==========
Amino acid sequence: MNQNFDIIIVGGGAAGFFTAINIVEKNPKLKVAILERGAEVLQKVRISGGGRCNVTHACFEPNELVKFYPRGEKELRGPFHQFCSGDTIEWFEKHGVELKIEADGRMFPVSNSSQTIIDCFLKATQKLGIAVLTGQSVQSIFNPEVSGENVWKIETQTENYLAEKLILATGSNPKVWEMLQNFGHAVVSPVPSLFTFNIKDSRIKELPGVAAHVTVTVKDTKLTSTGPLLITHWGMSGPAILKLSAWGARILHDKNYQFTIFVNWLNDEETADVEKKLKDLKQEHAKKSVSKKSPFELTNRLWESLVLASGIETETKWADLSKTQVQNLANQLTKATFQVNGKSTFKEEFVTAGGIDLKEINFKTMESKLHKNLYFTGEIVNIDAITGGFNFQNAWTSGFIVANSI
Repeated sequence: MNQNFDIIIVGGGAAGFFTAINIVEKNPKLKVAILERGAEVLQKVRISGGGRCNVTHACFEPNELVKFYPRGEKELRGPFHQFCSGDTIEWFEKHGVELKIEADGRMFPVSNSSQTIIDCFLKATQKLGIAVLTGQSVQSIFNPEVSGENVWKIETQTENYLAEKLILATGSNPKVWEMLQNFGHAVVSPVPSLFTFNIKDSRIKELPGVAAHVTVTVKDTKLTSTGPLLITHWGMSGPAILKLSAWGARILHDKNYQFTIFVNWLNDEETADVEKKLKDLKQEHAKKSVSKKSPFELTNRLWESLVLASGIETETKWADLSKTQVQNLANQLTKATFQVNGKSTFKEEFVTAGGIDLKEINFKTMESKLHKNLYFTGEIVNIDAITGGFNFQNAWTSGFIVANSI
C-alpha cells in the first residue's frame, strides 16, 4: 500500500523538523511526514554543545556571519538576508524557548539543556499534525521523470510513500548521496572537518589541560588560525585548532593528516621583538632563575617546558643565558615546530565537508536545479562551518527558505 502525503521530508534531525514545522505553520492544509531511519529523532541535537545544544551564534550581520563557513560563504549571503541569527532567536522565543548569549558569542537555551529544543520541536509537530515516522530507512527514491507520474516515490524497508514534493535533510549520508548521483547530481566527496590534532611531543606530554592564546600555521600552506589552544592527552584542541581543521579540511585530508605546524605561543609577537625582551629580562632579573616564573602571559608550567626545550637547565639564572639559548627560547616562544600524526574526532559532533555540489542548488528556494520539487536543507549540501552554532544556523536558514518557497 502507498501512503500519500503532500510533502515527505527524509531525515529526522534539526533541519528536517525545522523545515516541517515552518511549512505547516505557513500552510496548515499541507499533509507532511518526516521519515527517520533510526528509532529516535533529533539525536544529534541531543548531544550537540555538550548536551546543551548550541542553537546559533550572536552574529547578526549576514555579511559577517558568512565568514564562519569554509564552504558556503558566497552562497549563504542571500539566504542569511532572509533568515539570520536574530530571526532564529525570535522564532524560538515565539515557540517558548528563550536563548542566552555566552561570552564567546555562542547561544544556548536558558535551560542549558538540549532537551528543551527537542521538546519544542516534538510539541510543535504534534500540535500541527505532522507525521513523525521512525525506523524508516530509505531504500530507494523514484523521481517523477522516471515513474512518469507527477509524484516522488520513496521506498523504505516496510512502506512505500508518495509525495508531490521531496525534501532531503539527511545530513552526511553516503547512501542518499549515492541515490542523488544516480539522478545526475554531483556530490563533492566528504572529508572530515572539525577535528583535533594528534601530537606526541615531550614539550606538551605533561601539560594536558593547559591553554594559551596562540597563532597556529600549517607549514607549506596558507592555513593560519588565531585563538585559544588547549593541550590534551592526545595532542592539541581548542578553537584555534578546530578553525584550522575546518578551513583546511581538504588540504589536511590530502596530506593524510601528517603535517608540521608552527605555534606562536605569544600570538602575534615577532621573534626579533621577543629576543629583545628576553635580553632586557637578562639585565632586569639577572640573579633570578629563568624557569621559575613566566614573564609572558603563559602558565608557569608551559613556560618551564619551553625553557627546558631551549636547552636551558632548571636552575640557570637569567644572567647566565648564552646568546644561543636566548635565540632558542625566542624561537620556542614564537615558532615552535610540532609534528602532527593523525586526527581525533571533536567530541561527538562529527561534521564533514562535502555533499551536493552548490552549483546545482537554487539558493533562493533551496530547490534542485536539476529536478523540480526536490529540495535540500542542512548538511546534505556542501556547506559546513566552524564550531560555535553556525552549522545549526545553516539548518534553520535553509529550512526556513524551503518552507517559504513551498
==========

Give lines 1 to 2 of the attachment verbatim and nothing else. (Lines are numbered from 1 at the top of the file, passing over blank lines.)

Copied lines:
Amino acid sequence: MNQNFDIIIVGGGAAGFFTAINIVEKNPKLKVAILERGAEVLQKVRISGGGRCNVTHACFEPNELVKFYPRGEKELRGPFHQFCSGDTIEWFEKHGVELKIEADGRMFPVSNSSQTIIDCFLKATQKLGIAVLTGQSVQSIFNPEVSGENVWKIETQTENYLAEKLILATGSNPKVWEMLQNFGHAVVSPVPSLFTFNIKDSRIKELPGVAAHVTVTVKDTKLTSTGPLLITHWGMSGPAILKLSAWGARILHDKNYQFTIFVNWLNDEETADVEKKLKDLKQEHAKKSVSKKSPFELTNRLWESLVLASGIETETKWADLSKTQVQNLANQLTKATFQVNGKSTFKEEFVTAGGIDLKEINFKTMESKLHKNLYFTGEIVNIDAITGGFNFQNAWTSGFIVANSI
Repeated sequence: MNQNFDIIIVGGGAAGFFTAINIVEKNPKLKVAILERGAEVLQKVRISGGGRCNVTHACFEPNELVKFYPRGEKELRGPFHQFCSGDTIEWFEKHGVELKIEADGRMFPVSNSSQTIIDCFLKATQKLGIAVLTGQSVQSIFNPEVSGENVWKIETQTENYLAEKLILATGSNPKVWEMLQNFGHAVVSPVPSLFTFNIKDSRIKELPGVAAHVTVTVKDTKLTSTGPLLITHWGMSGPAILKLSAWGARILHDKNYQFTIFVNWLNDEETADVEKKLKDLKQEHAKKSVSKKSPFELTNRLWESLVLASGIETETKWADLSKTQVQNLANQLTKATFQVNGKSTFKEEFVTAGGIDLKEINFKTMESKLHKNLYFTGEIVNIDAITGGFNFQNAWTSGFIVANSI